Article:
Photo: Green-winged Teal
"A very small, brightly patterned duck, the Green-winged Teal prefers shallow ponds with lots of emergent vegetation." Learn more about this and other birds at The Cornell Lab of Ornithology All About Birds website. Photo courtesy of Tom Grey.
North American Wetlands Conservation Act Grants
The North American Wetlands Conservation Act provides federal funding from the US Fish and Wildlife Service in the form of matching grants for projects that support long-term wetlands acquisition, restoration, and/or enhancement and that benefit migratory birds in the United States, Canada and Mexico. There are two programs: Small Grants and Standard Grants. Up to $75,000 is available for proposed projects in the Small Grant program. For larger projects, the Standard Grant program is best, with up to $1 million available per project.
The NAWCA national proposal-review committee relies on Joint Ventures to rank and evaluate proposals for their region (see map of North American JV boundaries), so it is essential that applicants work with the PLJV when developing NAWCA proposals within our boundaries (see map to right). We can help prospective grantees with conceptualization of the project, suggesting additional partners, writing and reviewing the proposal, and providing the necessary bird conservation information.
If you are interested in developing a NAWCA grant proposal, please contact PLJV Conservation Delivery Leader Christopher Rustay at 505-243-0737 well in advance of the application deadline. All grant applications must be submitted through www.grants.gov. If you have not previously worked with the website, please access it at least three weeks prior to when you'd like to submit in order to receive a username and password.
The NAWCA Small Grants Program can help fund small-scale wetlands projects anywhere within the PLJV boundaries. Principal conservation actions supported by the program are acquisition, enhancement and restoration of wetlands, streams or wetland-associated uplands, as well as long term leases of these habitats. Up to $75,000 in matching funds is available per project. The application deadline is November 7, 2014. In addition to the regular application process, certain portions of the proposal will also need to be submitted under www.grants.gov.
If a project has good wetland conservation value, brings partners together, and contributes to conservation plans, the project will rank well. NAWCA Small Grants have been used to fund a variety of wetland conservation practices in the PLJV region, from straight-out acquisition, like the Shaffer Playa project in Oklahoma, to invasive species removal, as demonstrated by a Huerfano Lake restoration project in Colorado.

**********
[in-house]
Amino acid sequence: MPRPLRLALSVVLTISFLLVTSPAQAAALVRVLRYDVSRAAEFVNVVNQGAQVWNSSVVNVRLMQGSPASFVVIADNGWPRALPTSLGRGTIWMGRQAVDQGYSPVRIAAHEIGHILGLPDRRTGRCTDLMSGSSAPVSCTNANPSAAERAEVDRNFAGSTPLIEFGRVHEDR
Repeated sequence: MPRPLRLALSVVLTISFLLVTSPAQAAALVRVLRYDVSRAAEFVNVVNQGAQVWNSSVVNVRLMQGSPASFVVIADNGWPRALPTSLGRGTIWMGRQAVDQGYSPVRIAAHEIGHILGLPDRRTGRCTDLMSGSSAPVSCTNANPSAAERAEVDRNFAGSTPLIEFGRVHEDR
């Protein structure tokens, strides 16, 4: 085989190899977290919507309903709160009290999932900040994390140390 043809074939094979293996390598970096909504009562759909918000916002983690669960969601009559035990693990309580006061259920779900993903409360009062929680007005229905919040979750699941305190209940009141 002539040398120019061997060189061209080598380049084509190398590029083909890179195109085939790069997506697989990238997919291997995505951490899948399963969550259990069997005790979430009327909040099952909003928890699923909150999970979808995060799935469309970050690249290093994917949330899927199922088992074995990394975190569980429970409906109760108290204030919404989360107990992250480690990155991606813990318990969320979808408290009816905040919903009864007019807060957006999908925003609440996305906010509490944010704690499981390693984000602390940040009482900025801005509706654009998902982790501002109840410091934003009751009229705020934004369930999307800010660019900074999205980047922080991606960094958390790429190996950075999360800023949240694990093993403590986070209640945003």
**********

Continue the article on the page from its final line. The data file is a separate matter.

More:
For more information about navigating the NAWCA Small Grant application process, read tips from a successful grant applicant. The PLJV has also developed a NAWCA Small Grant Checklist to help applicants stay on top of proposal requirements. We can also help direct applicants to planning efforts and help determine the value of the project to birds in the area.
Developing a NAWCA Standard Grant takes a significant amount of time, regardless of whether you are a first-time or seasoned applicant. If you are considering applying for a NAWCA grant and have not gone through the proposal process before — and even if you have — the PLJV Standard NAWCA Timeline can give you a good understanding of the process. Application deadlines are twice a year in March and July. Applications must be submitted through www.grants.gov.
In 2008, NAWCA staff organized a meeting at the 2008 Land Trust Rally in Denver, Colorado. They presented the NAWCA process from both the grantor and grantee perspective. Presentations focused on proposal development and submission as well as what happens after a proposal receives funding. The PowerPoint presentations from those sessions are below. We encourage you to view all of them prior to embarking on this process.
Reading through the proposal instructions can be a daunting task if you aren’t familiar with them. Finding specific items can also be a challenge. Below you'll find help with several key questions.
What are the eligibility requirements for what you can spend grant money on and what kinds of funds are eligible as match?
How does my project fit into the bird plan priority areas for Technical Question #3?
How will the proposal be judged?